The UCS Academy is a high quality events programme featuring world-renowned speakers, showcasing academic excellence both inside and outside UCS. The events include conversations with, lectures and guest lectures by experts across a wide range of disciplines.
Bookings by Teachers for Key Stage 3 (Students aged 11-14)
Bookings by Teachers for Key Stage 4 (Students aged 14-16)
Bookings by Teachers for Key Stage 5 (Students aged 16-18)
Individuals (Enquiry not required to be through a school)
Full event details
Gangs, Weapons and Violence: Reviewing the Evidence, Learning the Lessons - Professor Simon Hallsworth. Professor Hallsworth, drawing on two decades of research conducted on urban violence, critically addresses questions about gangs, weapons and violence. In recent years the gang has established itself in the eyes of many as the UK’s premier public enemy. Gangs are seen as major players behind the trade in illegal drugs and blamed variously for dangerous dogs, the mass sexual abuse of women, shootings, weapon-related violence more generally and being master minds behind the wave of urban disorder that engulfed England in August 2011. Indeed, so dangerous a menace have urban street gangs now become that they have been identified as responsible for literally helping ‘break’ Britain. The Coalition Government has made ending gang violence a key national priority, establishing a task force to drive it’s policy of gang suppression. But just how responsible are gangs for the social problems being blamed on them? Does sober reading of evidence stack up to suggest that the UK today is facing a potent, growing gang threat? And will gang suppression currently touted as the magic bullet that will help mend ‘Broken Britain’ really work?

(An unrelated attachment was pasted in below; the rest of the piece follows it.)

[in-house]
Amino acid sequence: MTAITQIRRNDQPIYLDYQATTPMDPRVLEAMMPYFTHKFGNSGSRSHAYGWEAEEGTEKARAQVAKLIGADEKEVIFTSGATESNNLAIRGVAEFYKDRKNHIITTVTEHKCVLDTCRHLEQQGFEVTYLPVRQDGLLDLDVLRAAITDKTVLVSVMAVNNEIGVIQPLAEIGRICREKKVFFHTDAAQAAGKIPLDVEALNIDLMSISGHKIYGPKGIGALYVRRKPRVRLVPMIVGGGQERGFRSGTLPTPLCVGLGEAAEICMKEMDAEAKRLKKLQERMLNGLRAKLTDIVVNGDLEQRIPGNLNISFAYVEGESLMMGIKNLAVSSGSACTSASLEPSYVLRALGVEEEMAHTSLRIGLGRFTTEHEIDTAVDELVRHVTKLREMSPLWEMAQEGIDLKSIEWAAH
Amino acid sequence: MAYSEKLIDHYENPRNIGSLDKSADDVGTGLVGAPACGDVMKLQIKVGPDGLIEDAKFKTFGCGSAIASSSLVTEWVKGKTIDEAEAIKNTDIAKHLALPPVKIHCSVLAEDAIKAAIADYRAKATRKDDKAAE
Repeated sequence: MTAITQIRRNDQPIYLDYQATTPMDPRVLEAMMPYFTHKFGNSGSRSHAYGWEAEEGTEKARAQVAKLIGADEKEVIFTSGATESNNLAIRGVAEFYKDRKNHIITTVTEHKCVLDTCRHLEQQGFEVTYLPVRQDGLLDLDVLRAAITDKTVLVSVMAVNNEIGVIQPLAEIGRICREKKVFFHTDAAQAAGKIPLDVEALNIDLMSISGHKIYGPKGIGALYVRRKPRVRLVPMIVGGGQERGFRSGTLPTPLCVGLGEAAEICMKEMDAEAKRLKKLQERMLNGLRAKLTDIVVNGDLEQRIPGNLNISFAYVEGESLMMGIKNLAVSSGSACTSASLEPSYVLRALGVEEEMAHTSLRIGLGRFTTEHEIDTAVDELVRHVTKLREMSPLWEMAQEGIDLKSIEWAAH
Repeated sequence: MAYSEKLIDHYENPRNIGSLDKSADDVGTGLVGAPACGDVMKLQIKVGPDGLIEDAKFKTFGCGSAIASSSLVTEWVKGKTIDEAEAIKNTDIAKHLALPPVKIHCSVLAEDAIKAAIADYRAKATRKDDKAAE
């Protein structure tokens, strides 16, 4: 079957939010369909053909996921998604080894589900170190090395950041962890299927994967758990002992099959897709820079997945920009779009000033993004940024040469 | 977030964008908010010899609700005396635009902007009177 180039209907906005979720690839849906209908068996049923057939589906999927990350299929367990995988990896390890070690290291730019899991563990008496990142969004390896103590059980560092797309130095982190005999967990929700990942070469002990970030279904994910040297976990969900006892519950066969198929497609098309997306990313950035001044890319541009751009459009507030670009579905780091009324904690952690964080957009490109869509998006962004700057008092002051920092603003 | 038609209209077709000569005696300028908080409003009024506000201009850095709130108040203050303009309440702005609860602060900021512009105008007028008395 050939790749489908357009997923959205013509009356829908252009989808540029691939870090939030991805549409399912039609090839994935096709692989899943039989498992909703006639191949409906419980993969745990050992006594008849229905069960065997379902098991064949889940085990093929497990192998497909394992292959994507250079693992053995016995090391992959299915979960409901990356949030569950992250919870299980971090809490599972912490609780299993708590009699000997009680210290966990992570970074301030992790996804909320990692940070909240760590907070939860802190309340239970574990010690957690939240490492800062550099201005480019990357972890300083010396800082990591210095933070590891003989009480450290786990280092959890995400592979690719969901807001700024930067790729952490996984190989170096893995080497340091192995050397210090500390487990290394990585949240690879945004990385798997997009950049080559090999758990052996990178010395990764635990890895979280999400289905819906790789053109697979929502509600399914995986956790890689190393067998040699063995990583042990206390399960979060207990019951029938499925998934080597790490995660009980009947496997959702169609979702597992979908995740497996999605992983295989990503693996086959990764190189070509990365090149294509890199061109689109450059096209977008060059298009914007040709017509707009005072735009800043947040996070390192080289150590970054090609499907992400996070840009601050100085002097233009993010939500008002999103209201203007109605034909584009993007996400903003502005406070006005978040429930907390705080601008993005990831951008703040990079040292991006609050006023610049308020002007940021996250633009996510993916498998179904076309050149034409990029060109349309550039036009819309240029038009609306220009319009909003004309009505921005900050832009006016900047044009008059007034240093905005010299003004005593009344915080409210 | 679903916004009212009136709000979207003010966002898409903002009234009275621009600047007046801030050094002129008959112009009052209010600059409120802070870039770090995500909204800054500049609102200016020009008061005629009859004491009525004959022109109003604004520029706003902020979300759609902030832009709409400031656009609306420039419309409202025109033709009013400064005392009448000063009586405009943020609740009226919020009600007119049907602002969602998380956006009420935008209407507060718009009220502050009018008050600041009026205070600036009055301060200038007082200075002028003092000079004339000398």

Profile: Professor Simon Hallsworth is an expert on urban violence and street gangs and advises government, the Metropolitan Police and the Association of Chief Police Officers. Before joining UCS as a Professor of Sociology he was Chair in Social Research at London Metropolitan University, very successfully publishing and generating funding for research. He was Director of the University’s Centre for Social and Evaluation Research undertaking work for agencies including the Home Office, Youth Justice Board, Transport for London, Metropolitan Police Service and Council for Europe. Here he studied a range of high profile social issues, including the police’s exercise of stop and search powers, street crime, the illegal taxi trade and urban street gangs.